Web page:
Wealth Check: 'I'm ready to settle down in Holland or the UK'

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Dr Exter is an astronomer at the Institute of Astrophysics in Tenerife, Carnary Islands. She has lived in Warsaw and Belfast; the former was a good experience but badly paid.

Dr Exter is an astronomer at the Institute of Astrophysics in Tenerife, Carnary Islands. She has lived in Warsaw and Belfast; the former was a good experience but badly paid. As a result she has a lot of pension contributions and savings to catch up on. Dr Exter has moved frequently, because there are not many jobs in astronomy. But she wants to make her next move her last, and to settle down, either in the UK or Holland.

She wants to save so that when she does settle, she will have money to buy a house and for retirement. She is wondering whether to part-buy with her sister, who is looking to buy in Milton Keynes. She would also like to know the best options for her savings and investments, if she opts to settle in Holland.

We put her case to Meera Patel at Hargreaves Lansdown, Patrick Connolly at John Scott and Partners, and Paul Willans at Blick Rothenberg.


Salary: around £14,800 after tax.

Education: PhD.

Debt: None.

Property: Renting.

Savings: £500 in Royal Bank Scotland. £500 in Nationwide.

Investments: 250 shares in Alliance and Leicester. £3,800 in Scottish Widows Isa.

Pension: £2,400 with Standard Life.

Monthly outgoings: Rent £240; expenses £240; bills £15; pension £180; savings £150; holidays £120.


According to Ms Patel, one problem Dr Exter faces is that her pensions liabilities do not match her earnings. She is currently earning in euros but setting aside money for her pension in pounds.

If Dr Exter is looking to settle in a euro-zone country, such as The Netherlands, her current pension arrangements would force her to convert her fund to euros on retirement. This involves a currency risk which simply cannot be determined at this stage. Ms Patel suggests that Dr Exter should speak to a financial adviser in the euro zone, who is also familiar with the pension system in the country she plans to settle in.

Even if Dr Exter decides to move to the UK, her pension fund is short of what she needs to ensure a comfortable retirement. She will need to increase her contributions in order to achieve this.

But Mr Connolly suggests that Dr Exter might not have her priorities right. Although pension savings are tax-efficient, they are not flexible, and as an overseas resident her options are restricted. He suggests that Dr Exter should divert the money she is putting into a pension to cash savings, for a contingency fund and for a deposit for a house.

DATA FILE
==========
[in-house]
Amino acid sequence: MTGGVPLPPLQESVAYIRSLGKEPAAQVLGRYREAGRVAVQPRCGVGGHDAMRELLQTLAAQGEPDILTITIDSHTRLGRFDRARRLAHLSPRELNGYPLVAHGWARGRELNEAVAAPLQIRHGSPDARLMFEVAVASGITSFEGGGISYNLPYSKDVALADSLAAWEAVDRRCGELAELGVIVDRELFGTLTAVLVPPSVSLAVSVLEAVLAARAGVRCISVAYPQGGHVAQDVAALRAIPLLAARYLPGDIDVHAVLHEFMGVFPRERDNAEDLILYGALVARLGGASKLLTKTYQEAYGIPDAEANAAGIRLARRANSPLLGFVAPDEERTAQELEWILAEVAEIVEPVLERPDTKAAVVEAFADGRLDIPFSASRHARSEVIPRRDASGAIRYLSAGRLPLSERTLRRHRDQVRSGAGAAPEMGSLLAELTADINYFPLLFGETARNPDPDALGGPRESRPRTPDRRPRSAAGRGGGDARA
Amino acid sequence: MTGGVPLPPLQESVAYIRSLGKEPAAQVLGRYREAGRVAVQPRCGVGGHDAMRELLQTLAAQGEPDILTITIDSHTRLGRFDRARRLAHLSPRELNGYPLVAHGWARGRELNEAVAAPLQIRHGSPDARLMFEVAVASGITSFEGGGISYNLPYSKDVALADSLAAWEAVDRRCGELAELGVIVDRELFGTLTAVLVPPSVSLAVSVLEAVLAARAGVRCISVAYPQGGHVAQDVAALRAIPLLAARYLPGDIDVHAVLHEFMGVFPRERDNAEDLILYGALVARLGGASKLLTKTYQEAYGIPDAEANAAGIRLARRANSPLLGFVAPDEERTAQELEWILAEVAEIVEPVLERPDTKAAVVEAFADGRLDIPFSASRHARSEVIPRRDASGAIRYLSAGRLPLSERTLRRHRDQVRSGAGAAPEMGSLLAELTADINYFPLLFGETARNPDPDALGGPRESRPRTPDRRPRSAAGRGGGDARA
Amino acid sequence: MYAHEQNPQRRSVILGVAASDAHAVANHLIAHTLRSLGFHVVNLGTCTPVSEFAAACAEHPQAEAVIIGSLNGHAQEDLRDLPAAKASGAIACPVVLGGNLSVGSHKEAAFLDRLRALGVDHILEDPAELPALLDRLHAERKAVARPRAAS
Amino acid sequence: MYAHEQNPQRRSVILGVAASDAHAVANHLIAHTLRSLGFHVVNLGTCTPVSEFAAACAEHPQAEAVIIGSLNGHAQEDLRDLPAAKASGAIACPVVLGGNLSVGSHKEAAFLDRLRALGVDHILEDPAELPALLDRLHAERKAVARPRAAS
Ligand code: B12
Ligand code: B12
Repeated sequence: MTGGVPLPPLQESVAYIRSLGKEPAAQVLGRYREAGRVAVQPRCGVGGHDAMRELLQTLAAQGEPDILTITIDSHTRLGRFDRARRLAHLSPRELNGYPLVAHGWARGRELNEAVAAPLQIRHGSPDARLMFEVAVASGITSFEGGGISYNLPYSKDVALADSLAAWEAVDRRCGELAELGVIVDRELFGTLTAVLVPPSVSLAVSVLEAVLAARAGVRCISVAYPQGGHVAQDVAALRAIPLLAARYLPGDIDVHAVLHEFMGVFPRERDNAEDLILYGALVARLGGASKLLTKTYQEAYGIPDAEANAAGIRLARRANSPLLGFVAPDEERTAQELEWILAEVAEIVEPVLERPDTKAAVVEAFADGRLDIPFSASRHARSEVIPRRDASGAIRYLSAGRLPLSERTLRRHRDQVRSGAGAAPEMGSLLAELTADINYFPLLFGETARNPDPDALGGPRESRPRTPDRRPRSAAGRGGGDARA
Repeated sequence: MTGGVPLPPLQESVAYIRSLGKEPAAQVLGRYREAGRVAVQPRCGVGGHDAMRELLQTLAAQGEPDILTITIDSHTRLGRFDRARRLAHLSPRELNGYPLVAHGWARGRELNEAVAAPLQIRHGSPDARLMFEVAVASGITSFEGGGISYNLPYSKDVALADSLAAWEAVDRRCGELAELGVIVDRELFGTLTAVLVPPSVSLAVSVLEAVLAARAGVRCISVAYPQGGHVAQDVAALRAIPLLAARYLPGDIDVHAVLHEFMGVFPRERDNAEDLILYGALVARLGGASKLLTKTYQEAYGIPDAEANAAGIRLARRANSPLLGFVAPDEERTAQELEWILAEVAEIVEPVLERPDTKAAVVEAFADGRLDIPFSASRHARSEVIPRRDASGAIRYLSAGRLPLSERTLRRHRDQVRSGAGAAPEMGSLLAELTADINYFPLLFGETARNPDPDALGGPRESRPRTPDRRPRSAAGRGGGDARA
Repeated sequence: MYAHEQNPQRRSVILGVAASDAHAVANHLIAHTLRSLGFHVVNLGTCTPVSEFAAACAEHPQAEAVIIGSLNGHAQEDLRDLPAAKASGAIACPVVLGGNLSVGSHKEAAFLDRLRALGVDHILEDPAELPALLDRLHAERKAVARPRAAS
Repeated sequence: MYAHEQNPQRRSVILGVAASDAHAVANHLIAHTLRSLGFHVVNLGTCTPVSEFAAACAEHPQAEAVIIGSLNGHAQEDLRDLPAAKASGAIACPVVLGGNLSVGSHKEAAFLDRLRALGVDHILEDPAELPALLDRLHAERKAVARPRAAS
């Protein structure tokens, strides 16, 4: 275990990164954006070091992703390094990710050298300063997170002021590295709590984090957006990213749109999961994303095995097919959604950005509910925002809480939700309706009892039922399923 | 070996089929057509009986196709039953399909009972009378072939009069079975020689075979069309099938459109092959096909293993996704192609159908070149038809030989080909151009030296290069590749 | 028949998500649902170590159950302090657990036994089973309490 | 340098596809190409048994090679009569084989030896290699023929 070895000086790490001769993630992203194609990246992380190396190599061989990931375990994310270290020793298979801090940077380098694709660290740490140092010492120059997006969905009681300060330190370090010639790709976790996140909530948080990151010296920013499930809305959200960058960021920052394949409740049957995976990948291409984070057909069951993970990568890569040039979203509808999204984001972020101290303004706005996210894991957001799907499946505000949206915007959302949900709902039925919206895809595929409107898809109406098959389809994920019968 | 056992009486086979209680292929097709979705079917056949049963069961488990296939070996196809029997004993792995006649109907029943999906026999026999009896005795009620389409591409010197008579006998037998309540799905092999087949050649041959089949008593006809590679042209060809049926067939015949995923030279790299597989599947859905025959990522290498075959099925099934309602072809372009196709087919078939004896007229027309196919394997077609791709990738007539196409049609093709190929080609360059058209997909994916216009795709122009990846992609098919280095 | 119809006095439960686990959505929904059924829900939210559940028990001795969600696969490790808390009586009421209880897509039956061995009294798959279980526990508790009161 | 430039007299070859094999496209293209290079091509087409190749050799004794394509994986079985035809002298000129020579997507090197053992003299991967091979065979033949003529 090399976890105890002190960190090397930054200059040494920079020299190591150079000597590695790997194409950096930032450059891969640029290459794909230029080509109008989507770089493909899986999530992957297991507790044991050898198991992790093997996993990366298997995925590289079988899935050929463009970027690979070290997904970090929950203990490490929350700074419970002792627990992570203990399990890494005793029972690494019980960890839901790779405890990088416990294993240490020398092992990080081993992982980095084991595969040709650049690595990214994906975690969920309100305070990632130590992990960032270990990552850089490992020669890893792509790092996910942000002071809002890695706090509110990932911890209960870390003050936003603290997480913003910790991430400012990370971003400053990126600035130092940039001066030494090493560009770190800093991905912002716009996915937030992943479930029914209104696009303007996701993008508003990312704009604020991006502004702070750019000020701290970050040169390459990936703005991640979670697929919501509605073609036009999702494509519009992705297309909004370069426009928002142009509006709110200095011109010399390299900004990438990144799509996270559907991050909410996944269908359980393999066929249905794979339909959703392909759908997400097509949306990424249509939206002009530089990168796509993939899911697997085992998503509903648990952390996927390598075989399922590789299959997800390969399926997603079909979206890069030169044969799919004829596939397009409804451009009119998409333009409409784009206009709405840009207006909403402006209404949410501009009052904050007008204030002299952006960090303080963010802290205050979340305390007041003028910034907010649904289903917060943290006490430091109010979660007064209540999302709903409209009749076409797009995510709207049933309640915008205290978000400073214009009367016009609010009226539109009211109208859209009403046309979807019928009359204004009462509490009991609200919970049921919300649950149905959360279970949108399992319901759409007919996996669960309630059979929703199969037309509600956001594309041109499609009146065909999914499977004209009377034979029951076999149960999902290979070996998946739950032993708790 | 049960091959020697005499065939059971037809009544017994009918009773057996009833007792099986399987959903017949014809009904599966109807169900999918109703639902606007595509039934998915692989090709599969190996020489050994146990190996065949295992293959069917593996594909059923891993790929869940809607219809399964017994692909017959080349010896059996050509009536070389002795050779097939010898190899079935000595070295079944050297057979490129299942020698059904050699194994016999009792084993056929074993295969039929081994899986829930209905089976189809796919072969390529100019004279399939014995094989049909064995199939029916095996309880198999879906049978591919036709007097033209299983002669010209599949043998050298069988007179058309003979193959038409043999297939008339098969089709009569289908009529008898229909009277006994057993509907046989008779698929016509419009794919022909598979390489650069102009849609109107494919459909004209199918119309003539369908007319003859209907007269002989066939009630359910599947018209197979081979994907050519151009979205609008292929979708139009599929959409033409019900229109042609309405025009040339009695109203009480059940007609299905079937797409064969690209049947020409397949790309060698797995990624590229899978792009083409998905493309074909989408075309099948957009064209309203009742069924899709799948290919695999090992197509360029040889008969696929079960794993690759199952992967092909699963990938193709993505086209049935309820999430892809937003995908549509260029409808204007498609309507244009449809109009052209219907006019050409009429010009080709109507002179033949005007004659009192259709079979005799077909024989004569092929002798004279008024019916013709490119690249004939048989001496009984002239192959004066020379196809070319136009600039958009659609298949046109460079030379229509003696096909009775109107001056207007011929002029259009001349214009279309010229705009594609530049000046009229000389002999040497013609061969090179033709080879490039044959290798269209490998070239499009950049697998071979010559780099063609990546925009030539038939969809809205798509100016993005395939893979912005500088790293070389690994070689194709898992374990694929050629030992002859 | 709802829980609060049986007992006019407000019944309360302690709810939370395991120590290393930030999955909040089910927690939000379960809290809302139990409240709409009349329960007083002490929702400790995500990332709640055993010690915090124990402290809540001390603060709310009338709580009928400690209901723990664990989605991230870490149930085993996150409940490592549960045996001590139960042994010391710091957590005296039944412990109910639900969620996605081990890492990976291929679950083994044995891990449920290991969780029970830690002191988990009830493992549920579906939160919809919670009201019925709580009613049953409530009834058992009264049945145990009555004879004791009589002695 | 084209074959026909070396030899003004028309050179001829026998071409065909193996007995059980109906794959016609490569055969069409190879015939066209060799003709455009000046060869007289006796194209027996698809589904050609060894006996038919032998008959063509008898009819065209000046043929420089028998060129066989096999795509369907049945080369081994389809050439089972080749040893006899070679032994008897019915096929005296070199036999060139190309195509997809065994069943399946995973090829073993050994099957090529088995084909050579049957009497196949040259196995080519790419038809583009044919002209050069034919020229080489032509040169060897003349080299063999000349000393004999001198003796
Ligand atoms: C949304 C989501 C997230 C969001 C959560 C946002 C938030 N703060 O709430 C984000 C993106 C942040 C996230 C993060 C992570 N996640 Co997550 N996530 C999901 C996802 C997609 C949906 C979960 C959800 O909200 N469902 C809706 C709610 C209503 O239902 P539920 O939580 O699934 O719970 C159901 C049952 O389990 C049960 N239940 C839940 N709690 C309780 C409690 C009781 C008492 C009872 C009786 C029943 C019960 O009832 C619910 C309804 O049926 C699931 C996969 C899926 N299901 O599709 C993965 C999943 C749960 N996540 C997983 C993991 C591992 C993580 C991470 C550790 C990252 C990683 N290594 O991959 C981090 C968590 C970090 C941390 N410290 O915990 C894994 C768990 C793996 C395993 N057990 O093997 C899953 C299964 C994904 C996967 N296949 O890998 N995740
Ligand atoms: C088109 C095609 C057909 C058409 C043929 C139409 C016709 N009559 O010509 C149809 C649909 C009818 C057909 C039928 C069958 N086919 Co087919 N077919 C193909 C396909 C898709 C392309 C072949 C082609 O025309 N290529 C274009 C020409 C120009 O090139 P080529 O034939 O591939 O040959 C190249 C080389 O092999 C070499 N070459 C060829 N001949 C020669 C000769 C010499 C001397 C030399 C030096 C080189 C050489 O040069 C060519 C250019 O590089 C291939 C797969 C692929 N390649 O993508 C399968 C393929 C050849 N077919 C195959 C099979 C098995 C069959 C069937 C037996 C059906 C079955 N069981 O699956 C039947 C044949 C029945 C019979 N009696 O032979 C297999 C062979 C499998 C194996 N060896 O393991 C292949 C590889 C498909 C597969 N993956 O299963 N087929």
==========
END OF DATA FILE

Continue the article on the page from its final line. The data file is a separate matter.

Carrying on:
Mr Willans warns that the Inland Revenue is proposing to remove the time limit on pension contributions for non-residents - currently five years - but also remove the tax relief. If this goes ahead, he cautions, there will be little point in Dr Exter paying into a UK pension fund. She could, of course, resume contributions if she comes back to the UK.


Dr Exter holds a Scottish Widows Environmental Investor unit trust, in an Isa wrapper. Mr Willans says that the fund has underperformed against its peers and the wider UK stock market, growing just 1.9 per cent over the past year. (The FTSE All Share index has risen 10.8 per cent in the same period.) He suggests that Dr Exter should diversify her holdings.

Mr Connolly goes further, and suggests that Dr Exter should sell both her unit trust and her Alliance & Leicester shares, and use the money to fund her house purchase.

Ms Patel points out that Dr Exter does have the option of transferring her investment to another fund, even though as a non-UK taxpayer, she cannot invest further in Isas. Dr Exter has relatively little in the way of cash savings and should look to build these up.


Ms Patel is cautious about the idea of investing in UK property at the present time, in the light of recent price rises. Prices in other parts of Europe have not risen as fast, so the Continent might well offer better value. Again, if Dr Exter continues to earn in euros, it is safest for her to have a mortgage in that currency.

Mr Connolly says that there is no benefit for Dr Exter in buying a house with her sister. She is exposed to a fall in property values; if values rise, how would she access the profits?

Mr Willans cautions that as long as Dr Exter lives in the euro zone, a UK mortgage would expose her to currency risks. Unless she is heading back to the UK, she should avoid a sterling mortgage, even if it is with her sister.

Advisers' views are given for guidance only.

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